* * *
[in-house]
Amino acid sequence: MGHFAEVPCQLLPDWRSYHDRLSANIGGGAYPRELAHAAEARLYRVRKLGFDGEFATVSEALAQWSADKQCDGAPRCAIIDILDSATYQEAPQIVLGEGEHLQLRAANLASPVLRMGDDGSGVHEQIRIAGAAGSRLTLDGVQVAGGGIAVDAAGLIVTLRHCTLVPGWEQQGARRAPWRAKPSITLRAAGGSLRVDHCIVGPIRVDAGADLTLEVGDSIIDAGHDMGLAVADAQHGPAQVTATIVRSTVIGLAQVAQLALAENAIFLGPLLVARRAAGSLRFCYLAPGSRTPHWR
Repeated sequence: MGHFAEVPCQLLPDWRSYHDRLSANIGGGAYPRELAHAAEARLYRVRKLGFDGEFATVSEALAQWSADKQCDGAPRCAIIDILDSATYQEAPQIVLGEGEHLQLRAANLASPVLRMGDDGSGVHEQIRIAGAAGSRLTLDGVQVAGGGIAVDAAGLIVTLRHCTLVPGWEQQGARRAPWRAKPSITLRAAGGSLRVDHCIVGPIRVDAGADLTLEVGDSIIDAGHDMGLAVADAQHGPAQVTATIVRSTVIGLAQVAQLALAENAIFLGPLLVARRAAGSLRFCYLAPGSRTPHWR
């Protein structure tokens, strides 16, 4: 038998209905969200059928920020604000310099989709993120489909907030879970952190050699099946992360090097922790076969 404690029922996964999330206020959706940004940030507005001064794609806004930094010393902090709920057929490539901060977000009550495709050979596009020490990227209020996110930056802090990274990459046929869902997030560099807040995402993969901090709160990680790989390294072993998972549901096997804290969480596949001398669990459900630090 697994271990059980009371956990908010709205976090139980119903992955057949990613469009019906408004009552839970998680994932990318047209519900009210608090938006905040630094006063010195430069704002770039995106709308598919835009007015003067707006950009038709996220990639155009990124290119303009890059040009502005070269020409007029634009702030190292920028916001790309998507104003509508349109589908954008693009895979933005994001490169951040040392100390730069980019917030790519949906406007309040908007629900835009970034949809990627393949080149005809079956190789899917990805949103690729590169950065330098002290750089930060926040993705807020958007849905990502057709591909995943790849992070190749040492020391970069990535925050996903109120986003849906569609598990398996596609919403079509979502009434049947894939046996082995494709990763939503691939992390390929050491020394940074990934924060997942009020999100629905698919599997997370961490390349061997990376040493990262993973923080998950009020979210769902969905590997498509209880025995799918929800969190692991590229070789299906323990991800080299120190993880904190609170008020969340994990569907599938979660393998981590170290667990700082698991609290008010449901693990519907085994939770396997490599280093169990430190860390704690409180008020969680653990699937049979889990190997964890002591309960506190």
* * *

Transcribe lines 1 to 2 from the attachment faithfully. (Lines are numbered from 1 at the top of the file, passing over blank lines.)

[in-house]
Amino acid sequence: MGHFAEVPCQLLPDWRSYHDRLSANIGGGAYPRELAHAAEARLYRVRKLGFDGEFATVSEALAQWSADKQCDGAPRCAIIDILDSATYQEAPQIVLGEGEHLQLRAANLASPVLRMGDDGSGVHEQIRIAGAAGSRLTLDGVQVAGGGIAVDAAGLIVTLRHCTLVPGWEQQGARRAPWRAKPSITLRAAGGSLRVDHCIVGPIRVDAGADLTLEVGDSIIDAGHDMGLAVADAQHGPAQVTATIVRSTVIGLAQVAQLALAENAIFLGPLLVARRAAGSLRFCYLAPGSRTPHWR